In the car on the way home, I called my friend, Emma, from choir, to whom I had just given the good news—I could hardly get this out, I was laughing so hard through my tears: “Sooo, remember tonight when I said that Johnny finally called me his girlfriend? Yeah…he changed his mind.” The whole thing in that moment just struck me as incredibly funny.

Sidebar: I am not crazy, I just find the timing of my life hysterical. Like when I got rear-ended on my way home from getting an estimate done on some self-inflicted, accidental damage to my car—support beam…long story.

Thanks goodness for cell phones (and T.I.). My roommates were there when I got home, ice cream at the ready (Caroline is addicted to Bluebell, so we always had a couple of gallons in our freezer).

Over the next few weeks, I dealt. I dyed my hair, cleaned my closet, rocked out the GRE. I began to refer to the night we broke up as “Guy Fawkes Night,” which made my inner history nerd chuckle. I rationalized things and engaged in some impressive self-therapy sessions. I both avoided Johnny and sought him out. I wrote exactly one angry free-verse poem. I called Indy up (“Surprise! My newly-serious relationship with Johnny is now newly-ended...”), and invited him up to a friend’s party.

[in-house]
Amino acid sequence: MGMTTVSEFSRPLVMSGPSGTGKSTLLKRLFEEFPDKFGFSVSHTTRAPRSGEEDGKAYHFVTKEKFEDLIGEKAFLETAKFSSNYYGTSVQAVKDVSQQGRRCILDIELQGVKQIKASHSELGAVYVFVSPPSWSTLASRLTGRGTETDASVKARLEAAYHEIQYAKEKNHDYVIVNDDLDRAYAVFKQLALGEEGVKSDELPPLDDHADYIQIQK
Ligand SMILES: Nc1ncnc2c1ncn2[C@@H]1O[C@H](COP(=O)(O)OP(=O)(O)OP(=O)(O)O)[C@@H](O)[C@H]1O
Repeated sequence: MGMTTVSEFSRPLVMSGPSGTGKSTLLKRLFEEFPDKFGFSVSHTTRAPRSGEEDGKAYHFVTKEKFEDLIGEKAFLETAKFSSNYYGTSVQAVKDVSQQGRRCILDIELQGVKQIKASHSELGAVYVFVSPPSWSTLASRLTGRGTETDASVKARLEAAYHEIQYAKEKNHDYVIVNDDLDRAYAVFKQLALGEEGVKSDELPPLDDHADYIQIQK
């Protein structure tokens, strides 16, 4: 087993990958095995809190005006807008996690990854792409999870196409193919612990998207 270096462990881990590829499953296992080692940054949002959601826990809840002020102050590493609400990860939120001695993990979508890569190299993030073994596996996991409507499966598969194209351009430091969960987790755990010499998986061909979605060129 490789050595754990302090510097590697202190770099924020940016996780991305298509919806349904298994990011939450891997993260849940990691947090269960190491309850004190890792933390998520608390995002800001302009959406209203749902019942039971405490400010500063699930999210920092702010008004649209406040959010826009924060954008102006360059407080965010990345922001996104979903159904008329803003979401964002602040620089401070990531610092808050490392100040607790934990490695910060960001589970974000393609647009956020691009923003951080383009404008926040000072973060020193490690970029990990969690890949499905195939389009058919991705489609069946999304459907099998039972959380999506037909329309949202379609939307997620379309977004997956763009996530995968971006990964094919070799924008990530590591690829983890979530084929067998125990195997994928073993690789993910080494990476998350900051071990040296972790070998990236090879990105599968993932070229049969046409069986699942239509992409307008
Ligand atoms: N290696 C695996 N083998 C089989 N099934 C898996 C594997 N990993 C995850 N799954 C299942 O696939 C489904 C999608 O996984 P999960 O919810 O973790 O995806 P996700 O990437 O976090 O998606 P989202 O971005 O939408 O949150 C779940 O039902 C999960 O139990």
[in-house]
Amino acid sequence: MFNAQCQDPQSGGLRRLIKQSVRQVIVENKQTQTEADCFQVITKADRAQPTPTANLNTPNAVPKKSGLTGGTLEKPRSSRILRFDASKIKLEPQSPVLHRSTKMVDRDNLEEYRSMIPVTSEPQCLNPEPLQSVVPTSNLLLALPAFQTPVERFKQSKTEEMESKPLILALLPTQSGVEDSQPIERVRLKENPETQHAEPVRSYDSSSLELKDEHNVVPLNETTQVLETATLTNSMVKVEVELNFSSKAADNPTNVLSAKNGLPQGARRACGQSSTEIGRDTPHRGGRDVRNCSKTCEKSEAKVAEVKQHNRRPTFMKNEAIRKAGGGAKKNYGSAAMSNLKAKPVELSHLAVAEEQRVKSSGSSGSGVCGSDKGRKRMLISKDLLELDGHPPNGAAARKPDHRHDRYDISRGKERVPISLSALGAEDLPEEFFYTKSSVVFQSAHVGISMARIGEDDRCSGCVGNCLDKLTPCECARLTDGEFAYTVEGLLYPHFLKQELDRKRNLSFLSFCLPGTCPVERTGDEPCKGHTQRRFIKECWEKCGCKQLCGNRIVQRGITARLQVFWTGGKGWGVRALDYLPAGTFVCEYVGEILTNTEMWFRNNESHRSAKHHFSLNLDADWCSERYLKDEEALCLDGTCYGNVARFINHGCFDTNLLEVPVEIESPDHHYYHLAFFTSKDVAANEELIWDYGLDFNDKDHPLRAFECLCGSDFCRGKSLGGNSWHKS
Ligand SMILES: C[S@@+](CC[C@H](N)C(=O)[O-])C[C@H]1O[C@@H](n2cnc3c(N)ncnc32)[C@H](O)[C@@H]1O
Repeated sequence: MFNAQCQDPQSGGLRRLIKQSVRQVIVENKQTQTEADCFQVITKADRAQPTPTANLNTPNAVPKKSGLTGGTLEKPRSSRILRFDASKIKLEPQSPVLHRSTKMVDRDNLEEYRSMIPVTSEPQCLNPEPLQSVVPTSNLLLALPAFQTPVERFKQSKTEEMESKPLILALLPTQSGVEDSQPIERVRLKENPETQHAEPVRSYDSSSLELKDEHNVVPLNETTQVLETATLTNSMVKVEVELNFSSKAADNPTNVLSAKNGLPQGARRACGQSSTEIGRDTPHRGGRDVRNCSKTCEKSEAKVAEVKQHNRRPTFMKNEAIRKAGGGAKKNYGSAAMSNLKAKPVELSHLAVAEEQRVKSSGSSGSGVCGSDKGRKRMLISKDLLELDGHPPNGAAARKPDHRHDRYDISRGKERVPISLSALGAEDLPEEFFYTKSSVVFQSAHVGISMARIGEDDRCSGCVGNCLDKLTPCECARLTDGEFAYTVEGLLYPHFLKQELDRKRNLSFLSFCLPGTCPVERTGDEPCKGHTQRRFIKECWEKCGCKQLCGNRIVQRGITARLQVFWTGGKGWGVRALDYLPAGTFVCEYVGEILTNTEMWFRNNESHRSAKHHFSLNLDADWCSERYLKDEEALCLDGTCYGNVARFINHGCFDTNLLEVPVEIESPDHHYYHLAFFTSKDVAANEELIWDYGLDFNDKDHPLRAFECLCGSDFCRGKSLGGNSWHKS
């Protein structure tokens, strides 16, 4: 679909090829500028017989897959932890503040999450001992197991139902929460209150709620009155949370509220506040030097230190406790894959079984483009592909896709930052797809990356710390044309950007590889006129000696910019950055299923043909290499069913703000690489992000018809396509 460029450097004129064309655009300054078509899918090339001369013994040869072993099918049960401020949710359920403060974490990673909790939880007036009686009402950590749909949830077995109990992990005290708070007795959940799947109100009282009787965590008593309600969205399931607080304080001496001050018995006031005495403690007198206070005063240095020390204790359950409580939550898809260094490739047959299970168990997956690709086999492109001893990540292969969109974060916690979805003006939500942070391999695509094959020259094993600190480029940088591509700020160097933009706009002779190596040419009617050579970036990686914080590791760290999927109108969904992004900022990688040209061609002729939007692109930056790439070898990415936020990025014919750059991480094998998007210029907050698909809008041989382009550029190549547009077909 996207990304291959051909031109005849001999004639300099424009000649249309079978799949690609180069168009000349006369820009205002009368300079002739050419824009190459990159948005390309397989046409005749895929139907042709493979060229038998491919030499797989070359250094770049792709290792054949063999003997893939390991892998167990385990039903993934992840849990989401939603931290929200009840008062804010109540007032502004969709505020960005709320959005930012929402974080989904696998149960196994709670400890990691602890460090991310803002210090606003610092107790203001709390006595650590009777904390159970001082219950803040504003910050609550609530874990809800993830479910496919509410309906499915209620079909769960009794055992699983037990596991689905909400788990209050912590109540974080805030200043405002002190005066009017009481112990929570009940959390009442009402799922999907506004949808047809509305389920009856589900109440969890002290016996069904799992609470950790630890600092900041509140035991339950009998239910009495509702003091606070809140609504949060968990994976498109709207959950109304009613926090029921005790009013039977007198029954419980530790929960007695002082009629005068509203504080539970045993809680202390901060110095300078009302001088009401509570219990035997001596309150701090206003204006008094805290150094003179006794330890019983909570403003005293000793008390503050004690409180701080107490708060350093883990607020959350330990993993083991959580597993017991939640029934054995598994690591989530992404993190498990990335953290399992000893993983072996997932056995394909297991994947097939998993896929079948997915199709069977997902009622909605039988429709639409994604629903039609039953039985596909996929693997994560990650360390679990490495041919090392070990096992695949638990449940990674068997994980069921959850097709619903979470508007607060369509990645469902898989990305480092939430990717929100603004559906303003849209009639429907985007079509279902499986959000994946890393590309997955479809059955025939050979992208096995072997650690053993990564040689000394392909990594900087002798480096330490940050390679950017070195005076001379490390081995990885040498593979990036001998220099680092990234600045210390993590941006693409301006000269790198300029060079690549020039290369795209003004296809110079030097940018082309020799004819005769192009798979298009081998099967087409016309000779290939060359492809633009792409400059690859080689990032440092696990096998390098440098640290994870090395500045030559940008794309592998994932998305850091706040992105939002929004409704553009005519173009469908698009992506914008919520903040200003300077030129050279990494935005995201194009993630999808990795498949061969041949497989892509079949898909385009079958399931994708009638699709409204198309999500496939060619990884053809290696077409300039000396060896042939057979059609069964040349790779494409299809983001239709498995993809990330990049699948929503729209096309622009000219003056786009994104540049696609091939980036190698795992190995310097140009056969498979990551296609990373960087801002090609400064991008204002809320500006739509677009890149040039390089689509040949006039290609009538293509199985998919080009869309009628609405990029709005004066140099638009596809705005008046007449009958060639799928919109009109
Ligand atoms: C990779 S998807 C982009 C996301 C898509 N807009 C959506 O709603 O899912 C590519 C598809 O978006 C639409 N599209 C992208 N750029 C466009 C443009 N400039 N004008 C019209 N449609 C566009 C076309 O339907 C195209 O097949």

A month went by. I have this theory that guys have a sixth sense when it comes to knowing if you’re close to getting over them, and if you are, they have this compulsion to do something immediately to reel you back in. Johnny drunk dialed me over Christmas and left me a nonsensical, though slightly leading, voicemail, followed up with some tipsy, flirty texts over the rest of the holiday. I’m ashamed to admit, I ate it up at first, but then it started to piss me off that he only ever contacted me when he was drunk, horny, or in need of an ego-boost.

Soon after that self-realization, I discovered that he had started dating someone new. She was blonde, bubbly, beautiful…and eighteen. She also lived in College Station, but they were going to try the long-distance thing because they were just—so—CRAZY about one another.